We all know that proper nutrition and exercise are important, but our reasons for believing so are not often tied to our Christian worldview. Worse, so many of our motivations in this arena stem from a root of vanity, either in all-out narcissism or in self-loathing (which is nothing but a particularly deceptive form of pride). So how should Christians view the maintenance of our health? What are some practical spiritual benefits to redirect our motivations?

1. Being Creational

A foundational ethic within Christianity is that of being an agent of creation instead of an agent of chaos. We often talk about this regarding children, in being procreative in the sexual ethics of our marriages as laid out in the creation mandate, but being creational also extends to the preservation of human life. It’s easy to see how healthy practices preserve life. A simple Google search on the health benefits of exercise will argue that point for me, but it’s also important to note that stewardship of one’s body through nutrition and exercise increases one’s ability to have covenant children who are healthy and to care for those children. Nutrition and exercise are means God has provided by which we can fulfill our call to be both creators and preservers of life.

2. Demonstrating a Proper Theology of the Body

Unlike in other religions, Christians are not seeking to escape the body. Our goal is not to abandon this world and flee to the skies. Instead, our hope is in the resurrection and glorification of these earthly bodies in the new heaven and new earth at the renewal of creation. To devalue the body through substance abuse, sexual immorality, or even willful neglect reflects a distorted underlying theology that has wide-reaching spiritual implications. In a nutshell, that which is done to the body cannot be disconnected from one’s spirit. The Gnostics believed in such a division, that the material realm was corrupt and evil and that the immaterial was good. This led many to behave in despicable ways. The thinking was: who cares if you abuse that which is already evil? Yet, scripture reflects the reality that we are to honor God with our bodies. Therefore, caring for one’s body through diet and exercise is a demonstration of a proper theology of who we are as defined by God.   

Do you not know that your bodies are temples of the Holy Spirit, who is in you, whom you have received from God? You are not your own; you were bought at a price. Therefore honor God with your bodies.

1 Corinthians 6:19-20, NIV

3. Disciplining the Will

Discipline, like any skill, requires practice. I find that a lack of discipline in one aspect of my life is seldom contained to that area alone. Instead, the self-serving mindset that launches a thousand sins eventually seeks safe harbor anywhere it can find. Disciplining the will, then, starts with an understanding that we are to exercise self-control in all things. Too often we try to compartmentalize our lives as Christians, believing we can serve God well in the places we deem fit for Him while excluding Him from the places we want to keep for ourselves. This is true whether you’re someone who uses food and exercise as an idol to prop up your own vanity or whether you’re someone who allows idleness and food to rule your flesh. In either case, you have decided that God has no place in the gym or the kitchen. Self-discipline means acknowledging that God will be worshipped in every facet of our lives. Everything, even our diet and exercise regimens, should be done for His glory.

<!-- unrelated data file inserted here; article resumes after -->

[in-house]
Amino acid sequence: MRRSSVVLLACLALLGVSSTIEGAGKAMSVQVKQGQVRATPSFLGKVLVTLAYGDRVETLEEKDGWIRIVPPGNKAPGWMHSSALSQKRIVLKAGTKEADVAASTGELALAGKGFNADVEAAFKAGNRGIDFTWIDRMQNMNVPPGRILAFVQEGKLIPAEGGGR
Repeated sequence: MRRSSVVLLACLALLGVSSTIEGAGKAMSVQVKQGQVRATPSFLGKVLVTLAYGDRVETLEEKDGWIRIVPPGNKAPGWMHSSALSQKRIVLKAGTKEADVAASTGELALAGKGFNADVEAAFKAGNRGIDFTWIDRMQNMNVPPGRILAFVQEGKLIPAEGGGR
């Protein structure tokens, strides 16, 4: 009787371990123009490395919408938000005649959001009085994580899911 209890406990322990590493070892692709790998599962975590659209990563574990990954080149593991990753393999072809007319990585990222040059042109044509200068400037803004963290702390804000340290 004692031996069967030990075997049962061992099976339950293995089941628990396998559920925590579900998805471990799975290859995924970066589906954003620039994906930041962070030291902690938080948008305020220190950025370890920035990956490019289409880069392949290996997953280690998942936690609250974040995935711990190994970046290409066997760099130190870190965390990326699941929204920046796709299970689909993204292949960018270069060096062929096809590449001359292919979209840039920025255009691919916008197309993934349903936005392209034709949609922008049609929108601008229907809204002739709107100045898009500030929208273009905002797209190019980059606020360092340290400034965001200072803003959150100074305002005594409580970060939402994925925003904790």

Every athlete exercises self-control in all things. They do it to receive a perishable wreath, but we an imperishable.

1 Corinthians 9:25, ESV

4. Serving the Church

Staying healthy as best we can is a practical way to serve the church and its members. This could be as simple as being able to stack chairs at the end of a service or help someone move. Being fit permits you to help elderly brothers and sisters or those who suffer from chronic illnesses. The care of the body also allows the ability to work which provides financial means for the church and those members who are unable to work. On the flip side, a disregard for one’s health could very well prove to be an additional burden to the church. In this way, what one chooses to do with one’s body has a direct impact on the Body of Christ. We should all seek to be as healthy as we can given the circumstances God has dealt us so we can support one another.

5. Enhancing Lifelong Biblical Study

Christianity is a religion of the written word as God has chosen to reveal Himself to us through Scripture. As such, every Christian understands the importance of biblical study. The benefits of exercise include improved memory, lengthened attention span, and a potentially lowered risk for degenerative brain disorders like Alzheimer’s and dementia–all benefits that enhance one’s ability to learn and retain information. Similarly, proper nutrition has been shown to increase blood flow to the brain thereby protecting brain cells. I don’t think it’s a stretch to argue that care of one’s health can boost the capacity for a lifelong study of Scripture. And who wouldn’t want to have a better recall of key passages when sharing the gospel with unsaved friends and family?

While both Christian men and women tend to view nutrition and exercise in worldly ways, I find that women are often more susceptible to unhealthy spiritual pitfalls in this area. My hope is that a shift in focus and motivation will help us view the care of our bodies through a Christian lens instead of through the snapshots that splatter the covers of a dozen drugstore fashion magazines.

So whether you eat or drink or whatever you do, do it all for the glory of God.

1 Corinthians 10:31, NIV
Until next time, salutations & selah.

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